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Ginkgo biloba - The ancient herb with amazing healing powers

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Ginkgo biloba is an extract from the leaves of the oldest tree in recorded history. The Chinese has been using this extract for various ailments and illnesses for hundreds of years. The key to ginkgo’s success in healing is attributed to the active flavonoids and terpene lactones found in the leaves. These chemicals are believed to be responsible for most of the biological action of the plant in humans.

 

The main use of ginkgo is to stimulate blood circulation. Extensive research has established the importance of ginkgo in improving blood flow to the brain and thus aiding in memory, concentration and preventing age-related dementia.

 

In addition to improving circulation to both the brain and extremities of the body, ginkgo is known to regulate the tone and elasticity of blood vessels, hence making circulation more efficient. This is why it has been found to assist in cases such as tinnitus (ringing in the ears) and Raynaud’s syndrome (cold hands and feet).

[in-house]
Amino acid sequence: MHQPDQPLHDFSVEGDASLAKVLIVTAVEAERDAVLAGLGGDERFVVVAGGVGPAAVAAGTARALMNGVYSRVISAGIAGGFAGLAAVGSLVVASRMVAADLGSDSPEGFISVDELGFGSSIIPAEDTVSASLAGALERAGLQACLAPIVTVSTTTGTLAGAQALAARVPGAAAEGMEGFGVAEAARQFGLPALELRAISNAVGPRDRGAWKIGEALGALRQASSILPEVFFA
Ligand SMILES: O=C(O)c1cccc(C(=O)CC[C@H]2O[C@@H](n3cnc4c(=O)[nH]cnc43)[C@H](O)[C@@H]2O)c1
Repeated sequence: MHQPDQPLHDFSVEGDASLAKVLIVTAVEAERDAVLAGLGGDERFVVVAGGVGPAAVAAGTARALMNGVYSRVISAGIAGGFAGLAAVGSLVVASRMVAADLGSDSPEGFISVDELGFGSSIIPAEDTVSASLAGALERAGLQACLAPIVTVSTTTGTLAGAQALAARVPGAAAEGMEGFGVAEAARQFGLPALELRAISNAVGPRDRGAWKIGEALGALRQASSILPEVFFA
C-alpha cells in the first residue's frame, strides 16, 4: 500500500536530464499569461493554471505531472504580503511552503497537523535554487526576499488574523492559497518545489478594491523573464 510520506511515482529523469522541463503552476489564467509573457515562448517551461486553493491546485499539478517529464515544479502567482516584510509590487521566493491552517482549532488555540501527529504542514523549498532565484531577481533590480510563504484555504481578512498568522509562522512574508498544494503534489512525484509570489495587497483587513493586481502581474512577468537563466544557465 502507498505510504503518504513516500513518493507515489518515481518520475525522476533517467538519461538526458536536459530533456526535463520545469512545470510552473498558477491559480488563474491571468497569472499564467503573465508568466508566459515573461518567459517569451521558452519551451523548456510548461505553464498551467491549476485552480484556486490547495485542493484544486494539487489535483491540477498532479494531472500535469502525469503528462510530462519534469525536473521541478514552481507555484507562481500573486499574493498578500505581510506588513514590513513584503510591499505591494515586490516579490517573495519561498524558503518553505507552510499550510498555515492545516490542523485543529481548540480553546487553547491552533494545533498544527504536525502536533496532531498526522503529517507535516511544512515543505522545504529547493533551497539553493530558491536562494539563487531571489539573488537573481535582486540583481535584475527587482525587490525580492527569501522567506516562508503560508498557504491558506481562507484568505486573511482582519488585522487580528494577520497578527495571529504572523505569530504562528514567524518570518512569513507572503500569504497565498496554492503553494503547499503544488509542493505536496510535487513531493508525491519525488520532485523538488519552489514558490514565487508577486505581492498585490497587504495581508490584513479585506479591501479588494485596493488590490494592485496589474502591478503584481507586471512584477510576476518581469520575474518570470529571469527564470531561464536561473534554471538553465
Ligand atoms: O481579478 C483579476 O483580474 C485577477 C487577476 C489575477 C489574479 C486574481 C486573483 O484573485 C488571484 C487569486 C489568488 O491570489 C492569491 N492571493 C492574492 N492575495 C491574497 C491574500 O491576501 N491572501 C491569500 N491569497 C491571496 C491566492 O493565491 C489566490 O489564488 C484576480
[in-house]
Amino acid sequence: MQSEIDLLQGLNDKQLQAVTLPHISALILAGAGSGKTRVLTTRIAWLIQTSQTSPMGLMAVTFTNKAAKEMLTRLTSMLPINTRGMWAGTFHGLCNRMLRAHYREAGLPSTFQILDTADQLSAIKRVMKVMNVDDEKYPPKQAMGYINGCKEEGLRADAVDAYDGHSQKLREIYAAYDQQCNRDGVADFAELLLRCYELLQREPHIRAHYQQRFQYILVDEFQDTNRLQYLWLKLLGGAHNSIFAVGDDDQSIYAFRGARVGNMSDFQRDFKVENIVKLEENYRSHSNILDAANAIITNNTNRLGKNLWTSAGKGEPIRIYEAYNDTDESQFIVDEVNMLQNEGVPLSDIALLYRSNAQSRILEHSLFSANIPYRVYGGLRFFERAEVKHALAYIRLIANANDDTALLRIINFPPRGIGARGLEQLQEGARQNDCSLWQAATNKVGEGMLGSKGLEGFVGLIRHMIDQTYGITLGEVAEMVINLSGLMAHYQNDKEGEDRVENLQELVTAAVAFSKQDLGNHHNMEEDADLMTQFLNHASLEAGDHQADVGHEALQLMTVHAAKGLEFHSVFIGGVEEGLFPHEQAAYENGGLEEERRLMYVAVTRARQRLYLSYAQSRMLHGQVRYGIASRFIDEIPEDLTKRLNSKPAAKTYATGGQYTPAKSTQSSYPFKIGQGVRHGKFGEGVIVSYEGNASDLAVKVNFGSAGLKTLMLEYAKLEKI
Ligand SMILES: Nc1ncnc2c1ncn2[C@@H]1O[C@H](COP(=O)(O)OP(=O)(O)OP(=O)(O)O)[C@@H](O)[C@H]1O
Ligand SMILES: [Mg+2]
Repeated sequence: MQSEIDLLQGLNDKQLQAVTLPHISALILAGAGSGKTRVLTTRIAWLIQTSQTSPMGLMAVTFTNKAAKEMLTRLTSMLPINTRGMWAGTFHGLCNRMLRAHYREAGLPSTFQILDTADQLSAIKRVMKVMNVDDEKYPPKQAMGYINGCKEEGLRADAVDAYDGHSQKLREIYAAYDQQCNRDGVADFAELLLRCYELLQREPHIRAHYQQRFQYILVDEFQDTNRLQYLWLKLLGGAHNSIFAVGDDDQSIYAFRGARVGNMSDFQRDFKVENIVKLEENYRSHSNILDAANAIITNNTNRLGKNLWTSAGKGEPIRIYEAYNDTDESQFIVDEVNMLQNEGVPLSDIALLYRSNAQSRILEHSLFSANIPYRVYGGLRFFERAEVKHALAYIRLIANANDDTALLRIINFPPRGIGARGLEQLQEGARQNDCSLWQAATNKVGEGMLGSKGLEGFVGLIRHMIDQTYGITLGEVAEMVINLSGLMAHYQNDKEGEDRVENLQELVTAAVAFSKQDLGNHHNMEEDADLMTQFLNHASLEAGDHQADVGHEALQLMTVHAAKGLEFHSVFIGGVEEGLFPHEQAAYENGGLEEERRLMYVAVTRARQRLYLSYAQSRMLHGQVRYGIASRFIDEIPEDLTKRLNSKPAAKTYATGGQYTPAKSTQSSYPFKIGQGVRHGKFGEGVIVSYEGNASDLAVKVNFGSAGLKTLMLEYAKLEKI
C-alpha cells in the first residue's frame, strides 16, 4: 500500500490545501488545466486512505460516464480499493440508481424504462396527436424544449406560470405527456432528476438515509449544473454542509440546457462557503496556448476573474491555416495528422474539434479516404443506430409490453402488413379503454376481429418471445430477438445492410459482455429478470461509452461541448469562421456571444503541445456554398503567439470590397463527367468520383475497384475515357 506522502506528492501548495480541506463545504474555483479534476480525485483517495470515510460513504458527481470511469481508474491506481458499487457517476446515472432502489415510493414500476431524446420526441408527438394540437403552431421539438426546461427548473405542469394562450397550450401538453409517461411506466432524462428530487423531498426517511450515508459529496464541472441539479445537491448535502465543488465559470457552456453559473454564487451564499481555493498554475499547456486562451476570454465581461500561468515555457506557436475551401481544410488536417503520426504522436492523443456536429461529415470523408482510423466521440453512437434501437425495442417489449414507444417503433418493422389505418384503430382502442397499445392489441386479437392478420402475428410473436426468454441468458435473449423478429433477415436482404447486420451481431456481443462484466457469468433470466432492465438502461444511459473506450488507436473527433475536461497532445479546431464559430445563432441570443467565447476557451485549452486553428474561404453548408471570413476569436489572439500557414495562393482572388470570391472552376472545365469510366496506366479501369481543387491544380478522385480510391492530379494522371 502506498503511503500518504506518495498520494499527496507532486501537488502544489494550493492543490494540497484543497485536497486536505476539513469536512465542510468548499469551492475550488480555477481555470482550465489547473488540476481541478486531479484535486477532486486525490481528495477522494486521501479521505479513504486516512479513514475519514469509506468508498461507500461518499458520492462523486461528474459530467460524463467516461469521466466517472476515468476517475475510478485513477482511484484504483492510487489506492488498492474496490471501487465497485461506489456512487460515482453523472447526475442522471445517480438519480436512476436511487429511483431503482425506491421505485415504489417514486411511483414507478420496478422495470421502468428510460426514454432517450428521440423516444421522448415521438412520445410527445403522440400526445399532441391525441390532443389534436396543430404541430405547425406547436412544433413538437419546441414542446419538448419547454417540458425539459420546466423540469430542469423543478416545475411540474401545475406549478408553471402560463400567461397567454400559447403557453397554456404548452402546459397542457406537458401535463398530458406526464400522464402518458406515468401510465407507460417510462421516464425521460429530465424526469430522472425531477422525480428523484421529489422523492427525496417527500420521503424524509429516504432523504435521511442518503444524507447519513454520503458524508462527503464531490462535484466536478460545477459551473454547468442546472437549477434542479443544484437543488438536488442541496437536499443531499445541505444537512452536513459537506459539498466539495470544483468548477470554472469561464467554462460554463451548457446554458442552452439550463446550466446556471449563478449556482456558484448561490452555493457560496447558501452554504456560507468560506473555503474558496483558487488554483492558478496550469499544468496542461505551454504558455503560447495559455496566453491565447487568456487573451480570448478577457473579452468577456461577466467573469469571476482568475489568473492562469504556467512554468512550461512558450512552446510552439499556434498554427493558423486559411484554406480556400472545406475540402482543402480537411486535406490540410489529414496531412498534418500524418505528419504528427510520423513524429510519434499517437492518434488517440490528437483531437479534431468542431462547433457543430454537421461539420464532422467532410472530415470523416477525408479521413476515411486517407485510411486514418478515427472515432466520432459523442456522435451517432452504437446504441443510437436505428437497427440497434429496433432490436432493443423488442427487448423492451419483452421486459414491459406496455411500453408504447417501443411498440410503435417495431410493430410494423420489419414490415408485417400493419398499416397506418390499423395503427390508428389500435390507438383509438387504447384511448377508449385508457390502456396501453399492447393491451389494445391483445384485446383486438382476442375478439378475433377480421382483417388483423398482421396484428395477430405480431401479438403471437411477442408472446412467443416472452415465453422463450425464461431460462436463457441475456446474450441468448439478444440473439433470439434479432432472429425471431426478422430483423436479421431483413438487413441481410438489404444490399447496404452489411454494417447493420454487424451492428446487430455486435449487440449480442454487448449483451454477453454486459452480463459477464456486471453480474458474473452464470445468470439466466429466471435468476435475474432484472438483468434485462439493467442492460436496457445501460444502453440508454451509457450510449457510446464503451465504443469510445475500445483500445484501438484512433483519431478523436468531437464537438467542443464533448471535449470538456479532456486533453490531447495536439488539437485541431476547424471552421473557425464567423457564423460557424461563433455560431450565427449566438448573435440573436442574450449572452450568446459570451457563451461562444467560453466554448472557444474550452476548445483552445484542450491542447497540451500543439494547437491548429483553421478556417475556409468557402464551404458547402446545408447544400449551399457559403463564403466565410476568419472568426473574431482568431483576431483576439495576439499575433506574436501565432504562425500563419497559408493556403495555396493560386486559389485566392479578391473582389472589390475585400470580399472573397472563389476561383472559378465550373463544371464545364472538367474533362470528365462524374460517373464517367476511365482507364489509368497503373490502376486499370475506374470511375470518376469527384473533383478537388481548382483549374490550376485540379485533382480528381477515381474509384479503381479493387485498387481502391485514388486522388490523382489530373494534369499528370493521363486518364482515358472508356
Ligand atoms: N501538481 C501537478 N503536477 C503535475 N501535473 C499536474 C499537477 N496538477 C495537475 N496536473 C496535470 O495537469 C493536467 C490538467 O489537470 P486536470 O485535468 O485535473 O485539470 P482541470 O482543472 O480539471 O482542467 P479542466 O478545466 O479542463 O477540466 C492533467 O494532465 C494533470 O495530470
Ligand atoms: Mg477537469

Ginkgo is often used in Raynaud’s syndrome, where there is a reduction in blood flow to the hands and feet. It is a circulatory disorder characterised by spasms of the arteries that carry blood to the fingers and toes.

 

Gingko’s beneficial effect on the circulatory systems has positive implications for tinnitus. Tinnitus is the general term used to describe a condition in which a person perceives sounds that have no acoustic origin. The noise can be in many forms: whistling, buzzing, humming, or roaring and can range from a soft hum to a high-pitched squeak.

 

Disorders with a circulatory basis, ranging from short-term memory to ringing in the ears to numbness in the toes will see improvements with this herb- ginkgo biloba.

 

References
  1. Andrew H Muir, Rosalind Robb, Margaret McLaren, Fergus Daly and Jill JF Belch (2002). The use of Ginkgo biloba in Raynaud's disease: a double-blind placebo-controlled trial. Vasc Med 7: 265.
  2. Pierre L. Le Bars, Martin M. Katz, Nancy Berman, Turan M. Itil, Alfred M. Freedman and Alan F. Schatzberg (1997). A Placebo-Controlled, Double-blind, Randomized Trial of an Extract of Ginkgo Biloba for Dementia. JAMA October 22/29 278:16.

 

 

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